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Stocks dive on Dow’s worst day since 1987, tech crashes, and Bitcoin is no haven

Well, that was terrible. During the day’s wild trading session, the Dow Jones Industrial Average (DJIA) dropped by just under 10% in what was the largest single-day percentage decline since the stock market crash in 1987 (when markets were sufficiently scarred to institute failsafe measures for the future). COVID-19 market turmoil tests NYSE’s shutdown circuit-breakers […]

Well, that was terrible.

During the day’s wild trading session, the Dow Jones Industrial Average (DJIA) dropped by just under 10% in what was the largest single-day percentage decline since the stock market crash in 1987 (when markets were sufficiently scarred to institute failsafe measures for the future).

COVID-19 market turmoil tests NYSE’s shutdown circuit-breakers

Investors shrugged off news that the Federal Reserve was stepping in to offer nearly $1.5 trillion in emergency relief as the major indexes all fell sharply the morning after President Donald Trump addressed the nation to outline the government’s continued response to the novel coronavirus outbreak.

Looking at the major American indices:

  • The Dow fell by 9.99% or 2,352.60 points to close at 21,200.62
  • The Nasdaq tumbled 9.43%, or 750.25, to close at 7,201.80
  • The S&P 500 dropped 9.5% or 260.74 points to close at 2,480.64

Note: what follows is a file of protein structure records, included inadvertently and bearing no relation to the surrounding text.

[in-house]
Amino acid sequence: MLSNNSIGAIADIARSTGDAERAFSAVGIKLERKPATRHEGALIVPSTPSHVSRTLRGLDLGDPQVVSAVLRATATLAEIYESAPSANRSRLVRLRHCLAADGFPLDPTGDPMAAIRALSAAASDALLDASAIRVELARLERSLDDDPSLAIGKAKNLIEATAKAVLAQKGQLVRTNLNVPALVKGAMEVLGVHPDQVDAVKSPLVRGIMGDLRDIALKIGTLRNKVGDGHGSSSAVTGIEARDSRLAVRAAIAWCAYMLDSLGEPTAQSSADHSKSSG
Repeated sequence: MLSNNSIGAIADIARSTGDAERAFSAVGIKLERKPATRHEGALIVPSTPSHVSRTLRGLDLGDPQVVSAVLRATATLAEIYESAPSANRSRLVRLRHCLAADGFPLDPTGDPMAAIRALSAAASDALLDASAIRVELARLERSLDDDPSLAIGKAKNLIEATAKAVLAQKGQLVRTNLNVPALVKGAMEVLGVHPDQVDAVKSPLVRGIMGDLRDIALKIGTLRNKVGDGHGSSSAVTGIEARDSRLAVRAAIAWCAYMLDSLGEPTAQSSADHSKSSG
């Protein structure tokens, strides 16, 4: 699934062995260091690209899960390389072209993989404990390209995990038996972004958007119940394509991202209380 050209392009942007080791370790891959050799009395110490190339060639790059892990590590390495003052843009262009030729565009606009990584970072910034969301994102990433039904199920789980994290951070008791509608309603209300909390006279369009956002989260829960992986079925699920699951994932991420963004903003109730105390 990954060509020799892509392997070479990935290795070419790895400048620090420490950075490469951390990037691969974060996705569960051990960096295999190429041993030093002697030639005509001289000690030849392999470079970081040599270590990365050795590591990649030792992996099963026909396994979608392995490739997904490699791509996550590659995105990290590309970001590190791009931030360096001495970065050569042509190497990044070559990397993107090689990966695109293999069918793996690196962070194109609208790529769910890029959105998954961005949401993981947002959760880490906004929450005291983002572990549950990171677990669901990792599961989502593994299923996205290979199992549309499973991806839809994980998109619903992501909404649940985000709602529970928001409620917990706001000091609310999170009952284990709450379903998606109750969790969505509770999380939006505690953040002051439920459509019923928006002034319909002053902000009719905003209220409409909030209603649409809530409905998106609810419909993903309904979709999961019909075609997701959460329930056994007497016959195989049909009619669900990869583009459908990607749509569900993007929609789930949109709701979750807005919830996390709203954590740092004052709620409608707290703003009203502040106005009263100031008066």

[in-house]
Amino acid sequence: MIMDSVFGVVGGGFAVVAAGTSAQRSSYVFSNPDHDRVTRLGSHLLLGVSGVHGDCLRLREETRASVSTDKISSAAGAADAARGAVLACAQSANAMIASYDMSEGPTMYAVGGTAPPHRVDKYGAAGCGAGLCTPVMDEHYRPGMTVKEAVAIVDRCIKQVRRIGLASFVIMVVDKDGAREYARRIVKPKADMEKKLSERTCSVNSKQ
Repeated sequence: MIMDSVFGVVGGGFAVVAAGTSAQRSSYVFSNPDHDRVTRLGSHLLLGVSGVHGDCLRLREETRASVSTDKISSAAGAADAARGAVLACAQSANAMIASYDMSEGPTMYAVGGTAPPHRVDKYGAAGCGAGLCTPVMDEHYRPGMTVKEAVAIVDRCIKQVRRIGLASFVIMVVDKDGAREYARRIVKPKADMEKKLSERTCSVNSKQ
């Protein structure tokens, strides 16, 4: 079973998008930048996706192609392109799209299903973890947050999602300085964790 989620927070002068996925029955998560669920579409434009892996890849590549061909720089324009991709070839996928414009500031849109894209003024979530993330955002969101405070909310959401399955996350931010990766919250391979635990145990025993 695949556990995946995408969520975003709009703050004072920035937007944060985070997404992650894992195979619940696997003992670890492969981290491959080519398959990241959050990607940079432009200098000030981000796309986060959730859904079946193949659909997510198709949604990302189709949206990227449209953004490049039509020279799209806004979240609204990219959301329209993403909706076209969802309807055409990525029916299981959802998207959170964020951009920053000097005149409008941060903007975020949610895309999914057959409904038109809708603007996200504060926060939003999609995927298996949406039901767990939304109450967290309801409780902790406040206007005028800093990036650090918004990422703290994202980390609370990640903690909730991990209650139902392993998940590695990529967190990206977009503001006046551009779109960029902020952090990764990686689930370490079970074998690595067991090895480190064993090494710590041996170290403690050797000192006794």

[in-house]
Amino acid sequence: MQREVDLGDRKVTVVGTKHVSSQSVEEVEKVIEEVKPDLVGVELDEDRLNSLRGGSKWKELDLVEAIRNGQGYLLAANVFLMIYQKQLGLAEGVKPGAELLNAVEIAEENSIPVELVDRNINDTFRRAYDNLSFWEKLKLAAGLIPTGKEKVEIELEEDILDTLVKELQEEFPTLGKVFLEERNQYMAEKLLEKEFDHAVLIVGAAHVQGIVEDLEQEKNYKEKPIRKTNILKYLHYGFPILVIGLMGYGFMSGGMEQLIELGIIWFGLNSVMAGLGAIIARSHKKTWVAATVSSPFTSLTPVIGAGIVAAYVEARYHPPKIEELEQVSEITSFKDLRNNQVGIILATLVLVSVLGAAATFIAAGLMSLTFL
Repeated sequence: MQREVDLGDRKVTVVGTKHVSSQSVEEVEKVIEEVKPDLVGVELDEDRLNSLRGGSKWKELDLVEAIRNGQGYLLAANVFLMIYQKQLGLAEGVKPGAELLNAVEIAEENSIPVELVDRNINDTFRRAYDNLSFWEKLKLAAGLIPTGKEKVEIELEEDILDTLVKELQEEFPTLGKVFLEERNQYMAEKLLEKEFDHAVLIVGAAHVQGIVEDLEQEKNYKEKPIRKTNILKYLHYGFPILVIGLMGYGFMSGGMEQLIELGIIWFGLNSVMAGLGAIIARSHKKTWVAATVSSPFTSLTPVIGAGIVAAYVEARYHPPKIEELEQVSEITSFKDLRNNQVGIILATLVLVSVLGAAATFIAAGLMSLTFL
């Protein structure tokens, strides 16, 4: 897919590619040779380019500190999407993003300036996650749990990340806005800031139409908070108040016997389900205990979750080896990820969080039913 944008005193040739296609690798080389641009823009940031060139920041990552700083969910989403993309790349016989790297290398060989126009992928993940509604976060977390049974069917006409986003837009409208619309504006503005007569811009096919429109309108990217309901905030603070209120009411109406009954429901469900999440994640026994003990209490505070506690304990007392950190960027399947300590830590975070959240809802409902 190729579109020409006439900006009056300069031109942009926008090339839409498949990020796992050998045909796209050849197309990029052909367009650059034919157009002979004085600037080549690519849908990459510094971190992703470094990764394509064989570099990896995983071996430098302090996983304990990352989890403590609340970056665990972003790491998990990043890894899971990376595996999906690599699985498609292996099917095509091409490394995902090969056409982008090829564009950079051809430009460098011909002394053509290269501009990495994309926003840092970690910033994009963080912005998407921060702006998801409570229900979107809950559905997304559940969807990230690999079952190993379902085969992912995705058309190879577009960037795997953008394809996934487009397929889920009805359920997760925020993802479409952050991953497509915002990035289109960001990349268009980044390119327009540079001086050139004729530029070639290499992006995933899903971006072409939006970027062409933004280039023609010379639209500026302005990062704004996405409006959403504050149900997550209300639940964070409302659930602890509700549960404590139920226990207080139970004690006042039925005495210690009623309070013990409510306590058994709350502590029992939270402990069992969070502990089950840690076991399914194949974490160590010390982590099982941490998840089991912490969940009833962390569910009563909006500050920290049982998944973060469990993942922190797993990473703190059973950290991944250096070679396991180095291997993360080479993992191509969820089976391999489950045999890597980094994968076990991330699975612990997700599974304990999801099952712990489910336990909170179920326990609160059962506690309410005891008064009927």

It’s possible that investors continued their selling streak because any short term gains from the Federal Reserve’s efforts to reverse the slide now has implications for the long-term health of the American — and global — economy. (The American and global economics are incredibly linked, of course).

“We continue to emphasize that this Fed will act aggressively and in particular that central banks are focused on safeguarding market functioning at this point, and will continue to provide liquidity in scale,” Ebrahim Rahbari, director of global economics at Citi Research, told CNBC. “However, despite the sharp initial risk rally, we think these measures will still not be sufficiently to durably stabilize market sentiment yet in light of credit concerns and escalating health concerns.”

Meanwhile more American institutions are being disrupted by efforts to mitigate the spread of the novel coronavirus sweeping the country. Broadway was shut down, major sports events have all been canceled and entire seasons are being put on hold.

It’s against that backdrop that investors took to the hills.

Not even cryptocurrencies were safe from the rout. Bitcoin and all of the other major cryptocurrencies suffered their worst declines in years as investors also sold heavily. SaaS shares were down over 8%, and after-hours Slack’s earnings failed to excited and its equity is being sold off. In short, if you were looking for a silver lining, there isn’t one today. (Unless you shorted oil a month ago.)

Clobbered by coronavirus econ news? Here’s an in-depth, 90-day rewind

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